Building Contracts

As more Kiwis return home a lot of us are looking to build or renovate our houses.  Many are also looking at or entering into the property development market and building spec houses to generate income.  These undertakings will require entry into a building contract.  Given the recent experiences with price increases for building materials, scarcity and delays in supply of materials and increased labour costs, these building contracts will likely involve significant amounts of money and time to be invested.

Unfortunately, we are coming across issues as above more and more so it is crucial that you understand the terms of any building contract and the risks you may be exposed to prior to signing.

In this article we discuss some of the issues that we look at when reviewing a building contract.  This is not intended to be a checklist and you should not consider this a substitute for obtaining legal advice specific to your building contract as they are all different.  The intent of this article is to provide comment for consideration so that you will be more informed on the importance of obtaining legal advice.

Some key considerations:

  1. Do your due diligence on the builder and his/her prior work. We can’t emphasize this enough, if you can obtain references from other clients on previous work performed by the builder then you should do so.  You could also check google reviews to see what others have said.
  2. Your builder may operate via a limited liability company. If so, although  an awkward conversation to have, you could ask the builder to provide evidence of the company’s solvency.  The last thing you want is to have a dispute with a builder who is insolvent!  It can be very difficult to obtain a remedy from a company which is insolvent.  If your builder intends on using subcontractors, it would also be advisable to ask for information about those subcontractors and their experience.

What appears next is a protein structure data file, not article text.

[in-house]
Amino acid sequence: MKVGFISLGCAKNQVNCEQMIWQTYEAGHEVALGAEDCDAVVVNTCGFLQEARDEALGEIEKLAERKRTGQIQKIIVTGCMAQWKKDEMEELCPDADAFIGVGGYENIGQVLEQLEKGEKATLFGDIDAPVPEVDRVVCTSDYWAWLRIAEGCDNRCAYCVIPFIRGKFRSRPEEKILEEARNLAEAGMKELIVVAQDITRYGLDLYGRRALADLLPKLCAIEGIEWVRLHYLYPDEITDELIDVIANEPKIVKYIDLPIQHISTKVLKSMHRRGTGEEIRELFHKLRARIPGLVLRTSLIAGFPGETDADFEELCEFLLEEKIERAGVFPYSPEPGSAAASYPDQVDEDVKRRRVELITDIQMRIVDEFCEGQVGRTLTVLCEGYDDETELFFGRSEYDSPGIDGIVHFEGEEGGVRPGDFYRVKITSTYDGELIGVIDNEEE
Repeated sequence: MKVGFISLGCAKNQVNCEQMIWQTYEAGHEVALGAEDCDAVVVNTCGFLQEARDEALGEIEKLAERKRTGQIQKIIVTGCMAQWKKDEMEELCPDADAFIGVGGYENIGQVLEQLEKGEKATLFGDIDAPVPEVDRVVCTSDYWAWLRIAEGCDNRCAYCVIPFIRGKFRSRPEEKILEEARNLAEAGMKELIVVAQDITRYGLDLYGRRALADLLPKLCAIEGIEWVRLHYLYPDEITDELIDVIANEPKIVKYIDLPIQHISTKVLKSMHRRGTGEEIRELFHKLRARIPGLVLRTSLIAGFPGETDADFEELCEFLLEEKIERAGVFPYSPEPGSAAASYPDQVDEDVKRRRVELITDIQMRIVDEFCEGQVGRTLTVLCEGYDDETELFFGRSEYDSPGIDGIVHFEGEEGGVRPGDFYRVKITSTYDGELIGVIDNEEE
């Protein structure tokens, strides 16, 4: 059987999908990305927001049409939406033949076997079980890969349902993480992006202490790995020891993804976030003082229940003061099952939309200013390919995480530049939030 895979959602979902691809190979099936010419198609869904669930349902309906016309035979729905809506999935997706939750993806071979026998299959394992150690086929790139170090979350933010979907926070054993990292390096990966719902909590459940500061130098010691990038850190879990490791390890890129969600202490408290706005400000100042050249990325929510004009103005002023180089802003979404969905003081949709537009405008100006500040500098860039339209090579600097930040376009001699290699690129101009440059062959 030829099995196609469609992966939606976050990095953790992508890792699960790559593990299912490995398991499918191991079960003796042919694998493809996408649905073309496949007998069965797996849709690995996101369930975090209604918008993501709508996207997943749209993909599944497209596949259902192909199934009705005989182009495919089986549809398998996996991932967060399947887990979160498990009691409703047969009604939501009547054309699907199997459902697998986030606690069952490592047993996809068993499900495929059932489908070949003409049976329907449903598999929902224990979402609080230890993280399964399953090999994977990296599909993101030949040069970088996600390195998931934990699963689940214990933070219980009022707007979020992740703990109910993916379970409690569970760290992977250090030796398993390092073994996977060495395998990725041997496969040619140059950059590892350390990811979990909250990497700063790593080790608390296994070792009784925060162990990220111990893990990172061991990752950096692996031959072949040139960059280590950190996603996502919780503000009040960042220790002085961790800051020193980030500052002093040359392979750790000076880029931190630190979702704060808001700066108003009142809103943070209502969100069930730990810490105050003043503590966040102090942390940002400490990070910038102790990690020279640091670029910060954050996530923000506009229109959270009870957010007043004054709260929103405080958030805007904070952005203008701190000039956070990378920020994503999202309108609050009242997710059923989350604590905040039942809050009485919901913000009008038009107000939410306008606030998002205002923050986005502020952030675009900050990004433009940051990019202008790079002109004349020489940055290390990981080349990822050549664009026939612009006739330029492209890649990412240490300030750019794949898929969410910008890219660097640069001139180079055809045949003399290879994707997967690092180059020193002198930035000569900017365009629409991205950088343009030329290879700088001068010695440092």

3. It is essential you understand how the building contract is priced. Due to the continuous rises (almost monthly at the moment) for building materials, fixed price contracts are becoming less common and builders may be able to pass those increases on to you.  If you are borrowing from a bank to fund the build, many lenders will only approve up to the initial contract price so any increases above this may require a fresh lending application and new valuations to be obtained.  In worst case scenarios, requests for additional borrowing may be declined.
  4. Pay attention to when payments are required and ensure you pay on time. Often builders have multiple builds underway at the same time so delays in receiving payments due could mean your builder will move on to the next project until they’ve been paid (among taking other actions); if they move on to the next project this translates to a longer build time at your end and those delays will usually have a cost attached to them.

Some questions to ask/consider:

  1. Can the builder add a margin on the materials and labour being provided under the building contract? If so, how much?
  2. In what circumstances can the builder suspend works? Normally this will be where a payment is not made on time by you, however there may be other situations.
  3. What rights does your builder have to vary the plans and the materials used? Do they need to obtain your consent before doing so?  g. what happens if the materials specified are not available to purchase.